Efficiency is Key to Reaching 100% Carbon-Free Power


In recent weeks, Illinois, Minnesota and Wisconsin have all outlined plans to reach 100% carbon-free power by 2050. And each of these proposals would significantly increase investments in energy efficiency, a vital component to any 100% clean energy goal.

How Efficiency Helps Us Get to Carbon-Free Generation

With the focus on carbon-emitting energy generation, it is important to remember the value of reducing the overall load on the electric grid. Simply subtracting megawatts of coal and adding an equal amount of solar or wind is not the most prudent or cost-effective way to meet our 21st Century energy needs. As the most affordable energy resource, energy efficiency helps control costs for customers while advancing smart grid management.

That is why it is exciting to see energy efficiency feature prominently in all three recent state energy proposals. Transitioning to 100% carbon-free generation needs to be done over an achievable time period, include just transitions for impacted communities, and reduce overall consumption of energy in a cost-effective way. Energy efficiency not only helps meet carbon-free goals within these parameters, it also drives economic investment and substantial job growth for the region.

In the following sections, we’ll take a closer look at the energy efficiency provisions in each state’s 100% carbon-free energy proposal.

Illinois: Clean Energy Jobs Act

Rep. Ann Williams and Sen. Cristina Castro introduced legislation on February 28, 2019 that would require Illinois’ electricity sector to be 100% carbon-free by 2030 and receive power from 100% renewable resources by 2050. This ambitious legislation also expands energy efficiency by:

  • Directing the Illinois Commerce Commission (ICC) to establish additional annual energy efficiency savings goals for electric utilities for years 2031 through 2035 and every 5 years thereafter to ensure utilities always have EE savings targets that extend into the future.
  • Creating parity for EE between electric and gas utilities. This includes expanding the natural gas EE programs by creating annual savings targets from 2020 to 2040 and beyond. The bill specifically requires annual savings of 13.5% by 2035, after which the ICC is directed to determine annual savings goals.
  • Creating a shareholder incentive for gas utilities (which was created for electric utilities under the Future Energy Jobs Act (FEJA)) for effective implementation of the utility’s efficiency programs tied to achievement of annual savings goals.
  • Striking the industrial exemption provision from FEJA that prevents customers with a peak demand of 10 megawatts or more from participating in EE programs, and eliminating the industrial self-direct currently in place for large natural gas customers.
  • Creating a distribution planning process for both electric and gas utilities.
  • Changing future EE plan filing from 5 years to 4 years.

Minnesota: Clean Energy First Act

On March 4, 2019 Governor Walz announced a proposal to require a 100% carbon-free electricity sector by 2050. Late last year, Xcel Energy announced the same commitment, signaling an opportunity for the governor. The governor’s legislative proposal (H.F. 1956) also:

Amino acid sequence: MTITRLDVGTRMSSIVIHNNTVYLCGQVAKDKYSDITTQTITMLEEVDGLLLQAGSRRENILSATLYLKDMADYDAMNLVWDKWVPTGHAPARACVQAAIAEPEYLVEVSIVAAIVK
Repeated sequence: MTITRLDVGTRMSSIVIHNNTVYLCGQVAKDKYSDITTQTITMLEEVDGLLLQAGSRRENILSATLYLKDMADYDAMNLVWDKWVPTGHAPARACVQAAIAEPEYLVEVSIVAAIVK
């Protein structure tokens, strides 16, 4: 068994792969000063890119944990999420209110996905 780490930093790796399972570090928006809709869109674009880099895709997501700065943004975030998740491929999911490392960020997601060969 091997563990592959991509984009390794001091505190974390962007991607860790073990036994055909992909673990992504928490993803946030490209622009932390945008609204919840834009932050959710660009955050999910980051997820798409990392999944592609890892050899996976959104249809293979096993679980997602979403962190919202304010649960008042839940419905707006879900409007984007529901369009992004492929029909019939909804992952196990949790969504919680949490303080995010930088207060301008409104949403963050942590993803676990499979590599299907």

• Requires the prioritization of energy efficiency and clean energy resources over fossil fuels whenever a utility is considering replacing or building new power generation.
  • Raises energy efficiency standards for investor-owned utilities from 1.5% to 2.5% annual retail energy sales.
  • Expands the Conservation Improvement Program to include load management.
  • Increases minimum low-income EE spending requirements for utilities.

Wisconsin: 100% Carbon-Free Budget

On February 28, 2019 Governor Evers released the two-year Wisconsin budget proposal containing several recommendations relating to energy, including:

  • Creating a statutory goal that all electricity produced in the state should be 100% carbon-free by 2050.
  • Granting authority for the Public Service Commission to increase funds available to Focus on Energy, which finances and administers the state’s energy efficiency programs.
  • Creating the Office of Sustainability and Clean Energy within the Department of Administration to advance clean energy initiatives.
  • Modifying the business development tax credit to provide an additional 5% incentive for capital investments related to energy efficiency or renewable energy projects.

Next Steps

In the coming months, state legislatures and governors will need to determine how best to transition their energy sectors in a way that reduces customer and systemwide costs while also being equitable and, hopefully, more energy efficient.

MEEA is actively following all three proposals and will continue to serve as a resource for our members, policymakers and other stakeholders in our region and identify opportunities to promote energy efficiency. MEEA’s members are encouraged to read our Policy Insider for the latest legislative and regulatory policy updates in the Midwest.